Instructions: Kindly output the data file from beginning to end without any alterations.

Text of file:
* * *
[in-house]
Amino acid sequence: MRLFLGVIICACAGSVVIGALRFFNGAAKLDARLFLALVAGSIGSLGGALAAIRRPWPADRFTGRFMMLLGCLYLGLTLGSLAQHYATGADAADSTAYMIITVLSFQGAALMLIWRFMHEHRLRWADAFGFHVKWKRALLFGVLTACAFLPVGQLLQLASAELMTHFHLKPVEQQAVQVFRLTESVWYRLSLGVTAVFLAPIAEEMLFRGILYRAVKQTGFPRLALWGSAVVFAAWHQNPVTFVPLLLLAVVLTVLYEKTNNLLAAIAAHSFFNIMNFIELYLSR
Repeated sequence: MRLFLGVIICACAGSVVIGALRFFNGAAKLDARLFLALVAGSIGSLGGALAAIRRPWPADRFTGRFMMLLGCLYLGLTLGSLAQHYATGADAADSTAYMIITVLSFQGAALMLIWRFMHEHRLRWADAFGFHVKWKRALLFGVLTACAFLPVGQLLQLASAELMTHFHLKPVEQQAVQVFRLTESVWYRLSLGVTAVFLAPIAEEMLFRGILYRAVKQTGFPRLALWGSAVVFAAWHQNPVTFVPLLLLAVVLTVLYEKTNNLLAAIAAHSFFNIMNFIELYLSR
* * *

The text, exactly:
[in-house]
Amino acid sequence: MRLFLGVIICACAGSVVIGALRFFNGAAKLDARLFLALVAGSIGSLGGALAAIRRPWPADRFTGRFMMLLGCLYLGLTLGSLAQHYATGADAADSTAYMIITVLSFQGAALMLIWRFMHEHRLRWADAFGFHVKWKRALLFGVLTACAFLPVGQLLQLASAELMTHFHLKPVEQQAVQVFRLTESVWYRLSLGVTAVFLAPIAEEMLFRGILYRAVKQTGFPRLALWGSAVVFAAWHQNPVTFVPLLLLAVVLTVLYEKTNNLLAAIAAHSFFNIMNFIELYLSR
Repeated sequence: MRLFLGVIICACAGSVVIGALRFFNGAAKLDARLFLALVAGSIGSLGGALAAIRRPWPADRFTGRFMMLLGCLYLGLTLGSLAQHYATGADAADSTAYMIITVLSFQGAALMLIWRFMHEHRLRWADAFGFHVKWKRALLFGVLTACAFLPVGQLLQLASAELMTHFHLKPVEQQAVQVFRLTESVWYRLSLGVTAVFLAPIAEEMLFRGILYRAVKQTGFPRLALWGSAVVFAAWHQNPVTFVPLLLLAVVLTVLYEKTNNLLAAIAAHSFFNIMNFIELYLSR